Fraternity Gang Rape: Sex, Brotherhood, and Privilege on Campus

By Peggy Reeves Sanday | Go to book overview

Eight
Constructing a Sexist Subjectivity

The subject is … perpetually in the process of construction, thrown
into crisis by alterations in language and in the social formation, capa-
ble of change. And in the fact that the subject is a process lies the possi-
bility of transformation.

—Catherine Belsey

When young men arrive at college, many find joining a fraternity an attractive possibility. Some have been led to believe that membership in a socially prestigious fraternity is a good way to begin to build a network of connections that can be useful in their later careers. To others fraternities offer a reassuring base from which to explore the risky and uncertain business of proving to themselves their adequacy as heterosexual males now on the threshold of developing relations with young women that will lead to marriage. As Sean explained, the fraternity offers an easy solution to anxious young men in a society that expects successful individuals to display a unified, heterosexual self. The initiation ritual helps construct this new self by “killing off the sensitive, vulnerable, separate self in order to give birth to the powerful, unified self of brotherhood.” As in other brainwashing experiences, the new self is constructed by holding up a mirror through which the pledge can see himself as a particular kind of subject, with particular thoughts, feelings, and desires. The pledges come to “recognize” themselves by the way in which the ritual addresses them as subjects and defines their status as brothers. By willingly adopting the subjectpositions necessary to their participation in the fraternity, the pledges do not, in reality, achieve autonomy or wholeness. Rather, they become subjected beings who not only submit their autonomy to the authority of the fraternity but mold their identity to fit mythologies of masculinity.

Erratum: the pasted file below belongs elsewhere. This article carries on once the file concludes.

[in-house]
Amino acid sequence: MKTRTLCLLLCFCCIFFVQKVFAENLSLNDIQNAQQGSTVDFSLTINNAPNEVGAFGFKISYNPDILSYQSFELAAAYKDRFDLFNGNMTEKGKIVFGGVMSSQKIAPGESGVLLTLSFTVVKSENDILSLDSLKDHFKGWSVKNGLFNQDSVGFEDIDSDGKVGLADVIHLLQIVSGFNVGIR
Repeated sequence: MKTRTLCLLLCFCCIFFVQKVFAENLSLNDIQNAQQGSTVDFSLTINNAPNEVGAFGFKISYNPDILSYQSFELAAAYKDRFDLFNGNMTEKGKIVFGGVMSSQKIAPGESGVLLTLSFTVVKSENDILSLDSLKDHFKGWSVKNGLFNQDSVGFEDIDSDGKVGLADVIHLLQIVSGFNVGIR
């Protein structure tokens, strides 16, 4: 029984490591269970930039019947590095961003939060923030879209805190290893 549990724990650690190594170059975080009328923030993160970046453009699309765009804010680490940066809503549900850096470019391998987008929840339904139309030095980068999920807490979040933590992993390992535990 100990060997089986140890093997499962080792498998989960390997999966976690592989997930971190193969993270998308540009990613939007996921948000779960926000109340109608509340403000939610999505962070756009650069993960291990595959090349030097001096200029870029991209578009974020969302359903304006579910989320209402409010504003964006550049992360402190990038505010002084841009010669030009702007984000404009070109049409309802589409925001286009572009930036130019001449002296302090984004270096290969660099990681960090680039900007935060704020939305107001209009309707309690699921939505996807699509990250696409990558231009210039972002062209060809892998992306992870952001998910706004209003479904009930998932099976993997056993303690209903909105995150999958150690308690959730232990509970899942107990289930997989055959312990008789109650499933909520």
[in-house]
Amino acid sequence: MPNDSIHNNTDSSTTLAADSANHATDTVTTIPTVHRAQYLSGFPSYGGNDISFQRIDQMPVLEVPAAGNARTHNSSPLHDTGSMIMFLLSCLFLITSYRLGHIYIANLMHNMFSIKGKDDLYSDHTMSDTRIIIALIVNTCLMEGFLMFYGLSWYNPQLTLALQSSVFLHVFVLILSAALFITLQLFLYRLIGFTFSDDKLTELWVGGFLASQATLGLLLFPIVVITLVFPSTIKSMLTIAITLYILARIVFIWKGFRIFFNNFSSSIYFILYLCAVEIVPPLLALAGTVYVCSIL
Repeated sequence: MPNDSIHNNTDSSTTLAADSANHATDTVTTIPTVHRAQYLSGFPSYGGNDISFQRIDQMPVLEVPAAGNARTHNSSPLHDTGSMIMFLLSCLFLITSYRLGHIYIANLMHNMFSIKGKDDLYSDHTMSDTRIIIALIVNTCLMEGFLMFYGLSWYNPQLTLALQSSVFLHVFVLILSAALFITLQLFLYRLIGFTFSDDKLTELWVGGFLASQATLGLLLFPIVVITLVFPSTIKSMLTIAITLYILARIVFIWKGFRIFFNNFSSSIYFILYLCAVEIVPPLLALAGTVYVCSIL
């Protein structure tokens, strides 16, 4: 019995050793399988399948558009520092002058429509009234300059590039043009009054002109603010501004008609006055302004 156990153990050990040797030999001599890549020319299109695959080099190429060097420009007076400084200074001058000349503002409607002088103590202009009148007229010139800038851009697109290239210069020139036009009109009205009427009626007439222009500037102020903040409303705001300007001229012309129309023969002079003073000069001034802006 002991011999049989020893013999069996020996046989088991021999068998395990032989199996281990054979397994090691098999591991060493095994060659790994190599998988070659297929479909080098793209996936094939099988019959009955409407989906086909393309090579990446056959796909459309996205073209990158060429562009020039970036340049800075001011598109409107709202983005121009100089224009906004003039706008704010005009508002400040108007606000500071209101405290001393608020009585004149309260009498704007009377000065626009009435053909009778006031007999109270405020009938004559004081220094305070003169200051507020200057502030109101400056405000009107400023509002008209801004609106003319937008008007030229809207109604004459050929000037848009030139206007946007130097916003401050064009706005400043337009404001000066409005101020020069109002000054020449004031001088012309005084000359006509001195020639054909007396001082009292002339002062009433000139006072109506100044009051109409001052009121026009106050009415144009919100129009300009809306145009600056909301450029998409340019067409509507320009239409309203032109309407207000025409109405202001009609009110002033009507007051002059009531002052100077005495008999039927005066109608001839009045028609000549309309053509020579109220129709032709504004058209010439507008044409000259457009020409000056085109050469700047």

-180-

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